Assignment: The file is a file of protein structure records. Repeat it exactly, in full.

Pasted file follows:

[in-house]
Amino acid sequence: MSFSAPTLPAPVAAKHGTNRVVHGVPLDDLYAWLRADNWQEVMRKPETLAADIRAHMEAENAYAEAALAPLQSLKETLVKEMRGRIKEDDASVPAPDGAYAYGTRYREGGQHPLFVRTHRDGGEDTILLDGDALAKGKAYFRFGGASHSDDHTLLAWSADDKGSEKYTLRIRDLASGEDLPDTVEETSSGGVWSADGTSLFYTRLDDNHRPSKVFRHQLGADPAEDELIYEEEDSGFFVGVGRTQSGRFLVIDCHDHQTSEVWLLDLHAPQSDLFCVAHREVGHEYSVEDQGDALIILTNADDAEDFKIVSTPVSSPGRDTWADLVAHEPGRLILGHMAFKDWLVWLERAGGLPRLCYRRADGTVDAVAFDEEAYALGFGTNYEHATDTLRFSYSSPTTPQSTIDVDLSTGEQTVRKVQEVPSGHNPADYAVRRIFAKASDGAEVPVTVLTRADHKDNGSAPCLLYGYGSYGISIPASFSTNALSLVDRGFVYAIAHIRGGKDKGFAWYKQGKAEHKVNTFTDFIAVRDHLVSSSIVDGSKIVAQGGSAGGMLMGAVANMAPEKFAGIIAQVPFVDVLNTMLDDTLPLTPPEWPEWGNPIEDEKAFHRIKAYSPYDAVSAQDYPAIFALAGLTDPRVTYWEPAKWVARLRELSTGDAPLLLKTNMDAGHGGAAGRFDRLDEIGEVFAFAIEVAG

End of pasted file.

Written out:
[in-house]
Amino acid sequence: MSFSAPTLPAPVAAKHGTNRVVHGVPLDDLYAWLRADNWQEVMRKPETLAADIRAHMEAENAYAEAALAPLQSLKETLVKEMRGRIKEDDASVPAPDGAYAYGTRYREGGQHPLFVRTHRDGGEDTILLDGDALAKGKAYFRFGGASHSDDHTLLAWSADDKGSEKYTLRIRDLASGEDLPDTVEETSSGGVWSADGTSLFYTRLDDNHRPSKVFRHQLGADPAEDELIYEEEDSGFFVGVGRTQSGRFLVIDCHDHQTSEVWLLDLHAPQSDLFCVAHREVGHEYSVEDQGDALIILTNADDAEDFKIVSTPVSSPGRDTWADLVAHEPGRLILGHMAFKDWLVWLERAGGLPRLCYRRADGTVDAVAFDEEAYALGFGTNYEHATDTLRFSYSSPTTPQSTIDVDLSTGEQTVRKVQEVPSGHNPADYAVRRIFAKASDGAEVPVTVLTRADHKDNGSAPCLLYGYGSYGISIPASFSTNALSLVDRGFVYAIAHIRGGKDKGFAWYKQGKAEHKVNTFTDFIAVRDHLVSSSIVDGSKIVAQGGSAGGMLMGAVANMAPEKFAGIIAQVPFVDVLNTMLDDTLPLTPPEWPEWGNPIEDEKAFHRIKAYSPYDAVSAQDYPAIFALAGLTDPRVTYWEPAKWVARLRELSTGDAPLLLKTNMDAGHGGAAGRFDRLDEIGEVFAFAIEVAG